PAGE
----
1 Philippine Peso = 1.90645 Pacific Franc
1 Philippine Peso = 4.94363 Yemen Riyal
1 Philippine Peso = 0.24183 South African Rand
1 Philippine Peso = 102.64043 Zambian Kwacha
1 Philippine Peso = 7.15783 Zimbabwe dollar

A tale of two tax tactics

Two distinct economies on both sides of the Pacific that had recently passed historic tax reform bills are opening 2018 in different ways and along starkly different attitudes. While both have been marketed as tax reform measures, each will be received in starkly different manners. One with apprehension and suspicion. The other, with welcome and perhaps even jubilation.

Immediately the impact of both will be felt albeit in varying degrees among each economy’s social classes depending on economic resiliencies as well as on the underlying rationale that the tax reform measures were originally founded against as proposed and advocated by both administrations and each of its distinct ruling parties. One will seem like a curse. The other will immediately accrue benefits to its constituencies.

We’ve only cursorily discussed the salient points of our domestic Tax Reform for Acceleration and Inclusion (TRAIN) bill before and compared it briefly with the tax reform bill authored by the Republican Party (Grand Old Party or GOP) under United States President Donald Trump.

In our neck of the woods, basically the Philippine TRAIN provides minimum wage earners some momentary relief by increasing the width of the tax exemption brackets where those at the minimum levels are granted tax reprieves while those at the higher levels shell out more. 

The other upsides of the TRAIN have to do with processes and the simplification of tax administration. There were some increases in taxes that would benefit society as a whole like those slapped on destructive enterprises such as mining. Other than those, however, the benefits to the greater public end all too quickly. The rest are compromises that pander to vested interests that range from moderate to severe burdens which negate pluses and yield to a tax regime more repressive than what had come before these mislabeled reforms.

For the most part, TRAIN is substantially a series of exponential multiplier taxes that catalyze government’s take.

In contrast, the US law on tax reform lowers business and individual tax rates, streamlines bureaucratic taxation processes and updates US international tax rules, generally and significantly overhauling a 30-year tax code. 

The new law establishes a single corporate tax rate of 21 percent regardless of net income. This repeals former minimum taxes and the current tax rate of 35 percent -- an embarrassing curse which should look familiar to Filipino businessmen as ours hovers at those astronomical levels. Tax rates between 30 percent and 35 percent are among the highest even for large developed economies. Imagine those inflicted on an agricultural economy. 

All told the new US tax rates situate the American tax structure below the European Union’s weighted average thus compelling American offshore businesses to relocate back home.

Of its impacts, the lowering of corporate taxes is especially significant and recent concessions granted by a number of US-based companies to their employees have shown its initial upsides. Already quite a significant number have granted their employees unexpected year-end bonuses, increases in wages and overall increased recruitment in anticipation of expansion. Take home pays are expected to rise further as economic inequity falls, while the significant slide in unemployment statistics is expected to increase within the next months. To validate, simply check the jobs data and the continuing historic highs on Wall Street.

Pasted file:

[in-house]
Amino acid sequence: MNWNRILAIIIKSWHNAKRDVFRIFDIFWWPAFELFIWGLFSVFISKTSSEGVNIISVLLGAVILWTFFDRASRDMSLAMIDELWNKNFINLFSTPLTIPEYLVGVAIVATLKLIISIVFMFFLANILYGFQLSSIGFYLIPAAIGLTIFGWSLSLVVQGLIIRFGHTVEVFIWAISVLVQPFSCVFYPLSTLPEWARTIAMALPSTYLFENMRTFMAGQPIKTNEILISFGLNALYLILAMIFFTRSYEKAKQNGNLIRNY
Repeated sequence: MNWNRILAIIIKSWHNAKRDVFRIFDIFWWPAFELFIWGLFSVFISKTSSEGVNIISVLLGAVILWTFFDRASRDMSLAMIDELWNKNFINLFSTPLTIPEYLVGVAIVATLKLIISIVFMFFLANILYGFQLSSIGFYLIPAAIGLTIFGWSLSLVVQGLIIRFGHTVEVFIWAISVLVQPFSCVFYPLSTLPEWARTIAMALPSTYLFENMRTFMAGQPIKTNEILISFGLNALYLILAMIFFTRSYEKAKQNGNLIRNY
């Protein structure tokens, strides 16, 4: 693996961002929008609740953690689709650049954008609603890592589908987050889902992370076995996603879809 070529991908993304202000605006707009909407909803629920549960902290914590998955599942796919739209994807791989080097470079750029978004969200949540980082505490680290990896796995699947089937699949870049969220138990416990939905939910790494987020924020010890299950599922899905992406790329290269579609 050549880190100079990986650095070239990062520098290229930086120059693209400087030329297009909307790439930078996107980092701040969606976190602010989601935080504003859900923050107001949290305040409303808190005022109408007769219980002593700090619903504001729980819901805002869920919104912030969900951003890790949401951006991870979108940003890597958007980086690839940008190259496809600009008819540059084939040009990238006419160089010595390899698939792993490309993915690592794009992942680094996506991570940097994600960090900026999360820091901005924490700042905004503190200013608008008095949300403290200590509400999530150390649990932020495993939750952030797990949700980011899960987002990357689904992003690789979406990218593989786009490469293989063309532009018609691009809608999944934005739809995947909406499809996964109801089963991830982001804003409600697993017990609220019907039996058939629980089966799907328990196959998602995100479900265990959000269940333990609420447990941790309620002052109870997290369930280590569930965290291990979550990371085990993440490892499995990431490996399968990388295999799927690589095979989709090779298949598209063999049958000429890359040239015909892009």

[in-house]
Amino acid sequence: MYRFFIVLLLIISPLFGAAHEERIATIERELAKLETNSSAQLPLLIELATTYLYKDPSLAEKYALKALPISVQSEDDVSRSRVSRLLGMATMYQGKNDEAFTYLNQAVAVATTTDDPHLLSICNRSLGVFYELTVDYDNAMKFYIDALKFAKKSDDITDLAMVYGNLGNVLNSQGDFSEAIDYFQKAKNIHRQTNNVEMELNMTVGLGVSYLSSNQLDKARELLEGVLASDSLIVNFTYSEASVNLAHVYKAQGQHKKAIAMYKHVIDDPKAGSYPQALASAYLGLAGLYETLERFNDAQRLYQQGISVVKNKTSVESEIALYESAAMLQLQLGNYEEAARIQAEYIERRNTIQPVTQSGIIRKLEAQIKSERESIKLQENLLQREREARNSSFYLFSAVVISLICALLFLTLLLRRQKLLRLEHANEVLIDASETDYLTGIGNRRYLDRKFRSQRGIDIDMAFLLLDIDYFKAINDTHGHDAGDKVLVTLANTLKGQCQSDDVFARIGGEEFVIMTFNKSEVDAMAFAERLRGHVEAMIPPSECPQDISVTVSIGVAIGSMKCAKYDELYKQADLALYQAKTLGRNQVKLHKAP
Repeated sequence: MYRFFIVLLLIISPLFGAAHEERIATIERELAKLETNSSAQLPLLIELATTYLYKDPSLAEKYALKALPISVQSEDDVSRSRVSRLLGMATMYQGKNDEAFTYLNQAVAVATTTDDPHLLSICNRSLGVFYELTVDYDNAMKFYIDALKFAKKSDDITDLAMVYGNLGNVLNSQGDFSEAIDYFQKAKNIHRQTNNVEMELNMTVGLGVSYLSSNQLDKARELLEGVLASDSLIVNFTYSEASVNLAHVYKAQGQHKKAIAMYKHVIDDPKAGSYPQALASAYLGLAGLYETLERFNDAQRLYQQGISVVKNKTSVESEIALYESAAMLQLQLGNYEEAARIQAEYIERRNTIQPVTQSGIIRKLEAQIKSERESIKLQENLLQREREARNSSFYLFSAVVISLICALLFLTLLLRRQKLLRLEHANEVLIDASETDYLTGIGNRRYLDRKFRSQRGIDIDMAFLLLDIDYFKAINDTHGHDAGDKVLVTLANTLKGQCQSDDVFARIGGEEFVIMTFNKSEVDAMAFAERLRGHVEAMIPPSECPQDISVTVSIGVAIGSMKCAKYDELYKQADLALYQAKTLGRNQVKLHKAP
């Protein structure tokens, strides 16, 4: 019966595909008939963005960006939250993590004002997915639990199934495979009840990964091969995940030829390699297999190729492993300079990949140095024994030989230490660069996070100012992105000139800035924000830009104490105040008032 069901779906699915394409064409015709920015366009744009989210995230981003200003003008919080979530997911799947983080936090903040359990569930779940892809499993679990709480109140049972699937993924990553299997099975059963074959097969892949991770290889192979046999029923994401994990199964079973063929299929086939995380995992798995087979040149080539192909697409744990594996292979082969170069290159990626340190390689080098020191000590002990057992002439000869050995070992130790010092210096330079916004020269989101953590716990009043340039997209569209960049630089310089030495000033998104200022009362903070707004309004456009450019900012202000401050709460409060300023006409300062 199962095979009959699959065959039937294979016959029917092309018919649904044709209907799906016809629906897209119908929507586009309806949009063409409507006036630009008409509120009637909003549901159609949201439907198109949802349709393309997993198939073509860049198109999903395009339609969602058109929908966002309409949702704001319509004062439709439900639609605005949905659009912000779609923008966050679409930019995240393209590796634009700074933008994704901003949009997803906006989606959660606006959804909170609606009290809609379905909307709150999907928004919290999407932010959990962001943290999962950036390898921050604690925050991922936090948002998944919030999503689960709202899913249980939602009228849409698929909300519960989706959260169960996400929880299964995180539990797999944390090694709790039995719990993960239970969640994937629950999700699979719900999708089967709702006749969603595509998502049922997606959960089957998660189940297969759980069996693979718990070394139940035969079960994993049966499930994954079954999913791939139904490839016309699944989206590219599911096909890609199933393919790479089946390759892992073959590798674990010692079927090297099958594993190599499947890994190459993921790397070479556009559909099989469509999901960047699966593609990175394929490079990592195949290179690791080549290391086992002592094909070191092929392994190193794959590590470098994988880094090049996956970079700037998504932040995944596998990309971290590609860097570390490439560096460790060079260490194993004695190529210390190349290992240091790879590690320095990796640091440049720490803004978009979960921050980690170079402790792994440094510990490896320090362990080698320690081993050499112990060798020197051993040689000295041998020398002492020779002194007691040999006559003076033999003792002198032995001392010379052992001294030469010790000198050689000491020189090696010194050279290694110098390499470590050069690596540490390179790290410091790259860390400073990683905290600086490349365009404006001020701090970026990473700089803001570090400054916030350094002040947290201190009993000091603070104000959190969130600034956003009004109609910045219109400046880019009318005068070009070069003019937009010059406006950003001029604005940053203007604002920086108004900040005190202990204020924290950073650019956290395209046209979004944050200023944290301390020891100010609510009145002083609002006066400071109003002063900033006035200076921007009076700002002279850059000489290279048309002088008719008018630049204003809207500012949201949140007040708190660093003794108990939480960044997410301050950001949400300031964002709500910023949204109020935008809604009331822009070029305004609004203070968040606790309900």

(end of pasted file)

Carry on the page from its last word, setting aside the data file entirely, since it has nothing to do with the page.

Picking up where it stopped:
Note that when values rise on Wall Street, corporate dependence on debt and general indebtedness fall thus leading to healthier balance sheets.

Moreover, one of the most significant reforms showing definitive improvement on US domestic jobs and American purchasing power is in the area of overseas taxation for US corporations.

The accounting impact alone is significant and is skewed to benefit American-based corporations. Prior to Trump’s tax reform initiative, American companies outside the US were taxed globally, where taxes due were deferred until earnings were actually repatriated. This loophole allowed those corporations to maintain funds offshore. Rather than benefit the US economy, these benefitted overseas host economies. 

To encourage repatriation, a one-off  “deemed repatriation” levy of 15.5 percent is now imposed on offshore earnings. Not only does this compel companies to remain US-based but this encourages corporations to stay American and hire Americans. Its positive impact on the American jobs market as well as on the welfare of the economy and the labor force is obvious.

On personal income taxes, note the across the board benefits compared to TRAIN’s take-home money impact due to simple re-bracketing or a change in income band width. In the US reform model, most rates actually fall significantly across all but two brackets.

Note the gambit and the radical differences between the American and Philippine tax reform measures. The Philippine model expands the income tax bandwidth specifically for minimum wage earners but imposes exponentially higher taxes on that sector by surrendering to vested business interests and slapping repressive excise taxes on value chain and economic multiplier products that impact negatively on those same minimum wage earners granted temporary if not illusory tax reprieves.

The American GOP model does the fundamental opposite. The lowering of taxes for corporations places the welfare burden on business interests and gives then adequate leeway to hire more and pay more. This generates much needed employment, leads to better wages and creates more equitable environments between labor and business.

The Keynesian differences are fundamental. Ours was driven by politics and vested interest. Theirs,  by public good.